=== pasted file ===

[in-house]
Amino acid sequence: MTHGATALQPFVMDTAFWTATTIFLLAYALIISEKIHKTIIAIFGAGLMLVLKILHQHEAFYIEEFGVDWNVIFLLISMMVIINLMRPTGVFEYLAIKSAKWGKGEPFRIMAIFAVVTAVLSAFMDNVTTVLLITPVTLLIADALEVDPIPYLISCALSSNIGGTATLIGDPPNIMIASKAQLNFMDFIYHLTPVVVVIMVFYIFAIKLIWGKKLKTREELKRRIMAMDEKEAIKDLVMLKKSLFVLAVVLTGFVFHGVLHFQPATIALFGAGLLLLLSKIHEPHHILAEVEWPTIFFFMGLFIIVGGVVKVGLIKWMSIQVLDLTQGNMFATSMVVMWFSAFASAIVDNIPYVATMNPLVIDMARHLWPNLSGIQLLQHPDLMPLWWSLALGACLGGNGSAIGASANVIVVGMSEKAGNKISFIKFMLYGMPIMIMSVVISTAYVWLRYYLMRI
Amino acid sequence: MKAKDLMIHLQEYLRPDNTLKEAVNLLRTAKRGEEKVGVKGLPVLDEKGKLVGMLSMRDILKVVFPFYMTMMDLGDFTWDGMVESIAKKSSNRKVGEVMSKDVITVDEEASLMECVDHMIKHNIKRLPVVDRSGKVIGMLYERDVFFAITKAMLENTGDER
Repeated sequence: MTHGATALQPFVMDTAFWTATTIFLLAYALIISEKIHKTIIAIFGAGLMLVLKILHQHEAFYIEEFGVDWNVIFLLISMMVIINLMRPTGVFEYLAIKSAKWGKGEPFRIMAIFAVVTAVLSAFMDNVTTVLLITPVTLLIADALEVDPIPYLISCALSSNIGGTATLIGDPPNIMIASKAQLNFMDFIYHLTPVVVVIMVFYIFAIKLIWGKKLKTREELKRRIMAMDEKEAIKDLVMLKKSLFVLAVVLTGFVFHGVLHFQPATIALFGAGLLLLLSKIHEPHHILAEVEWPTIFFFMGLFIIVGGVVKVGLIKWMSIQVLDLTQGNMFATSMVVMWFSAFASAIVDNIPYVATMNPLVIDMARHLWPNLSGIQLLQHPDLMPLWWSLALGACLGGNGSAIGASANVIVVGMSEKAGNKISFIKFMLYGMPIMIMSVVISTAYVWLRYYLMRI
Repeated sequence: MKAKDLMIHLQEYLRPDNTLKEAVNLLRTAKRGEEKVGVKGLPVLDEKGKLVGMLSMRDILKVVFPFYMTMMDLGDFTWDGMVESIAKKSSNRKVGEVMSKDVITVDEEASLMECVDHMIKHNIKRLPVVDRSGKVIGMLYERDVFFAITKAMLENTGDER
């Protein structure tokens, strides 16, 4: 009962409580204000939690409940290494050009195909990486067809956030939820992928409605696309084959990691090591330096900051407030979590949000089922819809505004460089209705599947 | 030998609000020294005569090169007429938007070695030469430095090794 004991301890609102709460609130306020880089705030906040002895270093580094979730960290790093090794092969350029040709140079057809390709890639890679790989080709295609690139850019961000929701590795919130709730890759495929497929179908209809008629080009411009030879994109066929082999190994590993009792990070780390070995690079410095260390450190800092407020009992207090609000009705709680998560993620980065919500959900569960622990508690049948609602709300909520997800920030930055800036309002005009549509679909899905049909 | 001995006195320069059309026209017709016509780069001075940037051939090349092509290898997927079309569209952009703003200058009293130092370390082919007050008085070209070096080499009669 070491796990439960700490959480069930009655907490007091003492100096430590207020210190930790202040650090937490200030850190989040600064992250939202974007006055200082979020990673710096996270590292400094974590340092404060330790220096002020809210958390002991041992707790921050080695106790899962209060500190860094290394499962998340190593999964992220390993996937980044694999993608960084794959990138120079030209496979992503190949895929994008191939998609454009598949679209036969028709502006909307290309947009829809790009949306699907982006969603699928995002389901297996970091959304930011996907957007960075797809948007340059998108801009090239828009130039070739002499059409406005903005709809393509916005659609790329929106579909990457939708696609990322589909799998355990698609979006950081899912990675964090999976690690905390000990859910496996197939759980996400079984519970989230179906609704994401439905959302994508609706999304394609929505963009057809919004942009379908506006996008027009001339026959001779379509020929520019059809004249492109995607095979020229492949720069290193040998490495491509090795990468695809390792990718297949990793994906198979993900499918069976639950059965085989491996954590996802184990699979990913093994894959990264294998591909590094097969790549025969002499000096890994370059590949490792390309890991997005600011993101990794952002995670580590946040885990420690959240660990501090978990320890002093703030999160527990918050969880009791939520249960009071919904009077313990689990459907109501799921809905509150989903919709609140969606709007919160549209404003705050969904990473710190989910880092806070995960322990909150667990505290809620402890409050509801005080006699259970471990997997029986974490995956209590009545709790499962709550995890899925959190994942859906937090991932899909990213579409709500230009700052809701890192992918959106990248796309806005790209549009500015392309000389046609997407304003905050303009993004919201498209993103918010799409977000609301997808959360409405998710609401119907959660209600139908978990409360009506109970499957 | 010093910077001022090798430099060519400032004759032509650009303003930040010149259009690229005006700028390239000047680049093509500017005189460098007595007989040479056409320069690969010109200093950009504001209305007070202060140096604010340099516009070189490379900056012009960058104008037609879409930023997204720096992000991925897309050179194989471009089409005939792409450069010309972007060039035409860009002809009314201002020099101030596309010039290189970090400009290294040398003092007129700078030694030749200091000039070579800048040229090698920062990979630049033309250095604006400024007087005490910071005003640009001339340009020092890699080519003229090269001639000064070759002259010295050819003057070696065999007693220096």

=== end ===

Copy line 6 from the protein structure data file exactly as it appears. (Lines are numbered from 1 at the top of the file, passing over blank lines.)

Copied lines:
């Protein structure tokens, strides 16, 4: 009962409580204000939690409940290494050009195909990486067809956030939820992928409605696309084959990691090591330096900051407030979590949000089922819809505004460089209705599947 | 030998609000020294005569090169007429938007070695030469430095090794 004991301890609102709460609130306020880089705030906040002895270093580094979730960290790093090794092969350029040709140079057809390709890639890679790989080709295609690139850019961000929701590795919130709730890759495929497929179908209809008629080009411009030879994109066929082999190994590993009792990070780390070995690079410095260390450190800092407020009992207090609000009705709680998560993620980065919500959900569960622990508690049948609602709300909520997800920030930055800036309002005009549509679909899905049909 | 001995006195320069059309026209017709016509780069001075940037051939090349092509290898997927079309569209952009703003200058009293130092370390082919007050008085070209070096080499009669 070491796990439960700490959480069930009655907490007091003492100096430590207020210190930790202040650090937490200030850190989040600064992250939202974007006055200082979020990673710096996270590292400094974590340092404060330790220096002020809210958390002991041992707790921050080695106790899962209060500190860094290394499962998340190593999964992220390993996937980044694999993608960084794959990138120079030209496979992503190949895929994008191939998609454009598949679209036969028709502006909307290309947009829809790009949306699907982006969603699928995002389901297996970091959304930011996907957007960075797809948007340059998108801009090239828009130039070739002499059409406005903005709809393509916005659609790329929106579909990457939708696609990322589909799998355990698609979006950081899912990675964090999976690690905390000990859910496996197939759980996400079984519970989230179906609704994401439905959302994508609706999304394609929505963009057809919004942009379908506006996008027009001339026959001779379509020929520019059809004249492109995607095979020229492949720069290193040998490495491509090795990468695809390792990718297949990793994906198979993900499918069976639950059965085989491996954590996802184990699979990913093994894959990264294998591909590094097969790549025969002499000096890994370059590949490792390309890991997005600011993101990794952002995670580590946040885990420690959240660990501090978990320890002093703030999160527990918050969880009791939520249960009071919904009077313990689990459907109501799921809905509150989903919709609140969606709007919160549209404003705050969904990473710190989910880092806070995960322990909150667990505290809620402890409050509801005080006699259970471990997997029986974490995956209590009545709790499962709550995890899925959190994942859906937090991932899909990213579409709500230009700052809701890192992918959106990248796309806005790209549009500015392309000389046609997407304003905050303009993004919201498209993103918010799409977000609301997808959360409405998710609401119907959660209600139908978990409360009506109970499957 | 010093910077001022090798430099060519400032004759032509650009303003930040010149259009690229005006700028390239000047680049093509500017005189460098007595007989040479056409320069690969010109200093950009504001209305007070202060140096604010340099516009070189490379900056012009960058104008037609879409930023997204720096992000991925897309050179194989471009089409005939792409450069010309972007060039035409860009002809009314201002020099101030596309010039290189970090400009290294040398003092007129700078030694030749200091000039070579800048040229090698920062990979630049033309250095604006400024007087005490910071005003640009001339340009020092890699080519003229090269001639000064070759002259010295050819003057070696065999007693220096």